ODiSE 2010 : 2nd International Workshop on Ontology-Driven Software Engineering
Call For Papers
2nd International Workshop on Ontology-Driven Software Engineering (http://fluidity.org.uk/ConferenceCalls/ODiSE2010.html)
at the ACM SPLASH Conference 2010 (http://splashcon.org/), Reno/Tahoe, Nevada, U.S.A. (October 17-21, 2010)
Ontologies (i.e. formalized models of real world domains and systems) are becoming mainstream in the representation and management of data, information and knowledge. In software engineering, however, the adoption of ontology-driven methods and techniques is still at an initial stage of definition and gestation. A series of initiatives by both academic and industrial groups have highlighted the potential benefits that would derive from software development driven by ontologies. These benefits include:
- Improved understanding of the relation between (system) concepts and the domain.
- Improved ability to automatically reason over aspects of requirements, design and implementation.
- Potential to better cater for differences in requirements/use and/or adapt to context.
- Enhanced communication, trust and consistency.
- Improved interoperability and reusability.
The main theme of this workshop is Ontology-Driven Software Engineering (ODiSE: pronounced odyssey). ODiSE here refers to the different ways in which ontologies (i.e., formalized conceptual models of real world domains) can contribute to improving Software Engineering ? its processes and its artifacts. This use of the term encompasses different and interrelated aspects of Software Engineering as a discipline. For example: (1) ontological principles can be used as the basis of improved development languages; (2) ontologies can help improve the way in which software development projects are organized; and (3) ontological domain models can drive or refine typical development phases, such as requirements, design and implementation.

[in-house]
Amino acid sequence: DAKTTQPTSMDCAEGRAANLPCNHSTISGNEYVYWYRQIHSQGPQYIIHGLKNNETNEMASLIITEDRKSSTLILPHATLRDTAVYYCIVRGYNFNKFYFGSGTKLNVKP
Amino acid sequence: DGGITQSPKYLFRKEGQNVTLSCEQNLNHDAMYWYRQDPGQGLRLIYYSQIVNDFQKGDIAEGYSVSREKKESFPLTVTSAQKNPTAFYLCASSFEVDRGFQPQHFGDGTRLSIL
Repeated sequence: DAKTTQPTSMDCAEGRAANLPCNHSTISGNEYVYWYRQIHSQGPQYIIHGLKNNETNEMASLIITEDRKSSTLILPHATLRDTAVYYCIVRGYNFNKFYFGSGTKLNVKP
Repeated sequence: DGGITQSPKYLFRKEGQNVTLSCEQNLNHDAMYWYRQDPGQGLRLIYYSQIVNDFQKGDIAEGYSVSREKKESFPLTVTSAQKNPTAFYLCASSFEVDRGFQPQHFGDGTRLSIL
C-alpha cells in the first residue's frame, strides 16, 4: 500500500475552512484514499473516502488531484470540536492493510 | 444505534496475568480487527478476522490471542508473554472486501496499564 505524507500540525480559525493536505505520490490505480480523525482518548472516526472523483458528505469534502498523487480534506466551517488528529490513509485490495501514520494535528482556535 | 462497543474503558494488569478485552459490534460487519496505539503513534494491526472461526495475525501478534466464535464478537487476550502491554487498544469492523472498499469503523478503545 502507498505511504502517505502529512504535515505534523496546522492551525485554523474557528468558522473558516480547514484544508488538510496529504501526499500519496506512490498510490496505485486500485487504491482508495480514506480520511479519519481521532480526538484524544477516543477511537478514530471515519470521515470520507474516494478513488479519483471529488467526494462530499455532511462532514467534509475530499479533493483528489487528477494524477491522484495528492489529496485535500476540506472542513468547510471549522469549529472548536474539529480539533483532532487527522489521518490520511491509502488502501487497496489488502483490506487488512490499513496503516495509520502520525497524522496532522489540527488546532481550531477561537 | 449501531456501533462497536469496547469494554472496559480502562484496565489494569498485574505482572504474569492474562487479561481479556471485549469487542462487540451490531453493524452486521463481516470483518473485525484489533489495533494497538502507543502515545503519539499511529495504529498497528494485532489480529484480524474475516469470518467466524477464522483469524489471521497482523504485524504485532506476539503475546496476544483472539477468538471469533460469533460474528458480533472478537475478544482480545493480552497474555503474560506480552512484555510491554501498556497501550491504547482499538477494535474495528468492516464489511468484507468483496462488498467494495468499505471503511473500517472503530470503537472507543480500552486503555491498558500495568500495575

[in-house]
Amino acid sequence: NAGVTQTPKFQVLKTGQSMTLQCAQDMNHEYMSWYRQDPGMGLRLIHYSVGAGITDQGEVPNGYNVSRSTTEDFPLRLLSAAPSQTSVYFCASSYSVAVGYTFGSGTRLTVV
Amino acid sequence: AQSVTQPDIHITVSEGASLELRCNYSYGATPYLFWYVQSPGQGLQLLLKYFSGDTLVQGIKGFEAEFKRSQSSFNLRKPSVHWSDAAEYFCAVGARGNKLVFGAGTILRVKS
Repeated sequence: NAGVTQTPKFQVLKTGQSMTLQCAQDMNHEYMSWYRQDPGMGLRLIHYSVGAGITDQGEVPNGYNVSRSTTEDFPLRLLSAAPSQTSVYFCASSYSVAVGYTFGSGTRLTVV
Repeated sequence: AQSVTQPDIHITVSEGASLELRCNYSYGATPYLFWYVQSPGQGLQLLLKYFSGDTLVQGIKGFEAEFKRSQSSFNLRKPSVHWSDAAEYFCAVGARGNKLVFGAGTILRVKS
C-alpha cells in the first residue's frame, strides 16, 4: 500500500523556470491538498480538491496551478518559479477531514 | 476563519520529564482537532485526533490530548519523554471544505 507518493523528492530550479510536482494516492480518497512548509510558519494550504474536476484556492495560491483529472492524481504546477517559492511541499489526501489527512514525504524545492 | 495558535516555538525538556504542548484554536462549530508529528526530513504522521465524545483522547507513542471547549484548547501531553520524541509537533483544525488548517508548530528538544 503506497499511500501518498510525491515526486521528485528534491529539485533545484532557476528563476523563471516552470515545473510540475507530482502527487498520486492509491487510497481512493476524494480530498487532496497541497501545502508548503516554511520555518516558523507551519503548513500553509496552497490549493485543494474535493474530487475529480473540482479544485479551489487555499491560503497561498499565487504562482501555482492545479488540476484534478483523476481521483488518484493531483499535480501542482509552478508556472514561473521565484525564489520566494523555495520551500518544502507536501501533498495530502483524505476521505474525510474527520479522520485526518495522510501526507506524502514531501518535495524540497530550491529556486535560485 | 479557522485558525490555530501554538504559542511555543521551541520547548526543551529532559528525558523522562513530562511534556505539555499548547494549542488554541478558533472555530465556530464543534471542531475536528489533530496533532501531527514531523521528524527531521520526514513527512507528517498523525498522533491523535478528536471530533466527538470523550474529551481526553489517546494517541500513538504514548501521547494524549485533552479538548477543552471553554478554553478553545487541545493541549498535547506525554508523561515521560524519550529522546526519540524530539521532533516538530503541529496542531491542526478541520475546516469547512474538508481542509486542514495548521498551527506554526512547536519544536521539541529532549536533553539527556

The motivation for organizing a workshop on ODiSE derives from the increased interest that ontologies have generated in recent years within the software community. The relevance of ontologies in Software Engineering is exemplified, for instance, by the successful OOPSLA 2007 workshop on ?Semantic-Based Systems Development?, various OMG and W3C initiatives, and commercial products based on ?semantic technologies?. However, regardless of such developments, these efforts still represent pioneering initiatives in the field of Software Engineering. As the state-of-the-art stands, ODiSE is still in its infancy. The adoption of theory and technologies developed by the Semantic Web community to enhance Software Engineering appears promising, with many areas that are worth investigating and exploring.
This workshop is the 7th in a series of OOPSLA/SPLASH workshops on the general theme of ontologies in systems development, evolution and integration. More specifically this is the second event titled Ontology-Driven Software Engineering. After a successful first edition, ODiSE 2010 will focus on the specific themes that emerged in 2009. The general areas that the workshop will address are:
- Ontology as a means to inform the process of gathering requirements.
- Ontology as a means to inform architecture development directly from requirements specifications.